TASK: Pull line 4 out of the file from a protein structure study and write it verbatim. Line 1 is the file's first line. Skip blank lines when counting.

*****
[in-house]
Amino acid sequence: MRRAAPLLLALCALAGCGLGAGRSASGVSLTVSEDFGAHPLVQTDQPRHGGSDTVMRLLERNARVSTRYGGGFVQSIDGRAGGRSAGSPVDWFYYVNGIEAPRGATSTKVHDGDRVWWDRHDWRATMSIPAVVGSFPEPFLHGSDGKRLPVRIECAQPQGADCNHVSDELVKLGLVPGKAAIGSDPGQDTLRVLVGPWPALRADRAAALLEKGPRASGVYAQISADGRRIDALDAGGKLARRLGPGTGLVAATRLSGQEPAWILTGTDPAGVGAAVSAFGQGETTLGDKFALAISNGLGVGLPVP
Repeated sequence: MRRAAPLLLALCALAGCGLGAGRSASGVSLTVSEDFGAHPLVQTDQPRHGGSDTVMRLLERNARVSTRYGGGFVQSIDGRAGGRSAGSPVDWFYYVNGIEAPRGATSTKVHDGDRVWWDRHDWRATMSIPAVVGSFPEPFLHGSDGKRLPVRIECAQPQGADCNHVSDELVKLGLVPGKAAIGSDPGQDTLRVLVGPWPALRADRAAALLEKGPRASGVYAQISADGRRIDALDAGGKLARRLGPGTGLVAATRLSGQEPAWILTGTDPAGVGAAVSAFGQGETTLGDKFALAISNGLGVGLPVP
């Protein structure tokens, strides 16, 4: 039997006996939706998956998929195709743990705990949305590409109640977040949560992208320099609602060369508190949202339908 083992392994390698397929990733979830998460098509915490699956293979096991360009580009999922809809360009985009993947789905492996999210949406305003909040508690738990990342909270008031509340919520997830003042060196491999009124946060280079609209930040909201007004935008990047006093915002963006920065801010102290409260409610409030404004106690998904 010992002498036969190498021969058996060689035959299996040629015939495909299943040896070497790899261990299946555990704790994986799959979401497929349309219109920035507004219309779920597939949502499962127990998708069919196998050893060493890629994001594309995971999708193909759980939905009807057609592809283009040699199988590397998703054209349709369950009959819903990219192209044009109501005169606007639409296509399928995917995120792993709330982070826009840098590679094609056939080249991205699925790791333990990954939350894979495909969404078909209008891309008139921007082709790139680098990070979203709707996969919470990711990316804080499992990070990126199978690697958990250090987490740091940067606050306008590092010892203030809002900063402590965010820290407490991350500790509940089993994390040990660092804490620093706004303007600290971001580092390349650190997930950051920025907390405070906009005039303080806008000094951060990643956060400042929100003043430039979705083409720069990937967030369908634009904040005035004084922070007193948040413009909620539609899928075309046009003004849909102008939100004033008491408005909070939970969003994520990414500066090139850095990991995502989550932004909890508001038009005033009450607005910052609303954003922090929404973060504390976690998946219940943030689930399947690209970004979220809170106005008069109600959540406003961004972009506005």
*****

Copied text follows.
């Protein structure tokens, strides 16, 4: 039997006996939706998956998929195709743990705990949305590409109640977040949560992208320099609602060369508190949202339908 083992392994390698397929990733979830998460098509915490699956293979096991360009580009999922809809360009985009993947789905492996999210949406305003909040508690738990990342909270008031509340919520997830003042060196491999009124946060280079609209930040909201007004935008990047006093915002963006920065801010102290409260409610409030404004106690998904 010992002498036969190498021969058996060689035959299996040629015939495909299943040896070497790899261990299946555990704790994986799959979401497929349309219109920035507004219309779920597939949502499962127990998708069919196998050893060493890629994001594309995971999708193909759980939905009807057609592809283009040699199988590397998703054209349709369950009959819903990219192209044009109501005169606007639409296509399928995917995120792993709330982070826009840098590679094609056939080249991205699925790791333990990954939350894979495909969404078909209008891309008139921007082709790139680098990070979203709707996969919470990711990316804080499992990070990126199978690697958990250090987490740091940067606050306008590092010892203030809002900063402590965010820290407490991350500790509940089993994390040990660092804490620093706004303007600290971001580092390349650190997930950051920025907390405070906009005039303080806008000094951060990643956060400042929100003043430039979705083409720069990937967030369908634009904040005035004084922070007193948040413009909620539609899928075309046009003004849909102008939100004033008491408005909070939970969003994520990414500066090139850095990991995502989550932004909890508001038009005033009450607005910052609303954003922090929404973060504390976690998946219940943030689930399947690209970004979220809170106005008069109600959540406003961004972009506005």